Purse seine videos are starting to roll in. Remember to upload your vids to http://www.fishfilmfest.com. We are just reviewing videos for the upcoming festival this January. | Via Youtube: A fun depiction of commercial salmon fishing in Kodiak, Alaska. Filmed aboard the F/V New Dawn using GoPros, iPhones, and a Nikon 3200 to capture the action. We omitted the awful weather, dangerously long work hours, Jellyfish to the face, and endless boat work for the sake of crew morale.
Captains and Crew are gathering back in Dutch Harbor, Alaska for the opilio, “snow crab” season, which generally starts up after the new year. The 25 percent cut in total quota should speed up the season. Last year, boats were challenged by floating ice, creating the longest snow crab season in history. Arctic Ice may play a huge factor in this season’s harvest, too. The Arctic huge melt equals tons more floating ice in the southern fishing grounds. Stay tuned for more updates as this season on the Bering Sea continues…
The 2013 total allowable catch, or TAC, for Bering Sea snow crab was set at 66.35 million pounds, a 25 percent cut compared to nearly 89 million pounds in 2012.
The snow crab harvest cut comes from a decrease in the mature male biomass (females may not be retained), and a change in the stock’s age composition. The crab are much older than in the past — about 60 percent of the mature male biomass is old shell crab — compared to about 37 percent last year.
Fishing quota holders will be able to harvest 59.7 million pounds, while community development quota programs will take the remaining 6.6 million pounds.
Kodiak tanner crab will be harvested from the eastside and southeast sections, for a total of 660,000 pounds.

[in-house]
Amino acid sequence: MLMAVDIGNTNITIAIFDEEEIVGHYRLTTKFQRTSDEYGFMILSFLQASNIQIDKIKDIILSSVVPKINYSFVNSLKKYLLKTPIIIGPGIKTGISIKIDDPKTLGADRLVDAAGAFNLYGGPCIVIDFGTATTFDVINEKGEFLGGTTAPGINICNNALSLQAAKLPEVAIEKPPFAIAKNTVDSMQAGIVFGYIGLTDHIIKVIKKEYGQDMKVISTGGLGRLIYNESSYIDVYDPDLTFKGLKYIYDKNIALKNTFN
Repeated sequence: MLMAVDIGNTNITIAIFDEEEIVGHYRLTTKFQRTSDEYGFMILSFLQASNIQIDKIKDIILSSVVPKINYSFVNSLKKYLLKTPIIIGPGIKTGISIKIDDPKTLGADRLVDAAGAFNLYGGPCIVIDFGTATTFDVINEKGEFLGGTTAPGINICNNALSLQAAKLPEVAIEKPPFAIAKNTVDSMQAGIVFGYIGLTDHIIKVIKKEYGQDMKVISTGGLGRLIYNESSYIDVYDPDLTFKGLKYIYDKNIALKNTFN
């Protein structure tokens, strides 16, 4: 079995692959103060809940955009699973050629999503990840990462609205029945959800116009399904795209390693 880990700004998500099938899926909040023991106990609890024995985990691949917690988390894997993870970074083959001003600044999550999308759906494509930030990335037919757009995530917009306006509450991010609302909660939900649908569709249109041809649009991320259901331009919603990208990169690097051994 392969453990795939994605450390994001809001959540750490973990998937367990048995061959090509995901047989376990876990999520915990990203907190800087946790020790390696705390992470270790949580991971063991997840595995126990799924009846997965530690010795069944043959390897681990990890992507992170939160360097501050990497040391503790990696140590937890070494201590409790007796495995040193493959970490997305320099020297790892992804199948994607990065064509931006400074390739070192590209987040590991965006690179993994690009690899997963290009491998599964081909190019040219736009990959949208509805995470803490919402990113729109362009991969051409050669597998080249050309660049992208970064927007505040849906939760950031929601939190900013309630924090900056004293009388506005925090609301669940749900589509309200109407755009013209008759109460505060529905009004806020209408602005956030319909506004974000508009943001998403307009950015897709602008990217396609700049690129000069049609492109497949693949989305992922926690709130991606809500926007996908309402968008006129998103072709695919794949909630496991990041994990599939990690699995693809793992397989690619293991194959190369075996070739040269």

A lot has happened in the world of commercial fishing within the past year. Halibut has dominated the recent headlines with serious implications of a failed fishery. Whereas, commercial salmon fishing has garnered some of the highest prices and catch returns in years. The commercial fishing industry seems to be plagued with more than is fair share of highs and lows. So, hunker down and we will go over some of last years biggest headlines in what some call the “Deadliest Business.”
Salmon dominated the news this year with recent hints of a virus blooming in wild pacific salmon population and a geneticly designed Frankenfish that would solve all of our salmon farming issues. Also record harvests In southeast and Chignik supplied plenty of headlines too. Of course, news of an impending industrial mine in the heart of Alaska‘s sockeye country was met with fierce opposition throughout the year.
Commercial squid fishing in California has seen a huge uptake in value within the last two seasons. In the past, the fishery could take up to six months to catch the quota of 180,000 tons. Last year they were done by Christmas. This year the boys were done by turkey day.
Bering SeaKing crab quotas were heavily cut this year, but record high prices and a quick season were great for consumers and producers. Southeast Alaskaeven got a chance at king crab this past October. Six years had passed since the last crab opener in the region, so locals were eager to cash in the on record prices.
Sitka Herring was seriously impacted by the Japanese tsunami this spring. Right before the herring started showing, the tsunami devastated most of the Japanese seafood market, including the buyers. The tragedy resulted in a huge drop in the ex vessel price of herring. In 2010, herring were 410 dollars a ton. This spring we were only able to get 100 dollars a ton.
The next segment will include halibut, pollock, and even some dive fisheries. Feel free to add some suggestions or point me to stories that I may have overlookd
Coming up this week, herring fishing is slow around Ketchikan, despite not having an opening since the Bicentennial; There are concerns over the Bristol Bay King Salmon season; and all three of the governor’s nominees to the board of fisheries get the nod of approval from the legislature. All that and it’s ComFish Alaska time in Kodiak.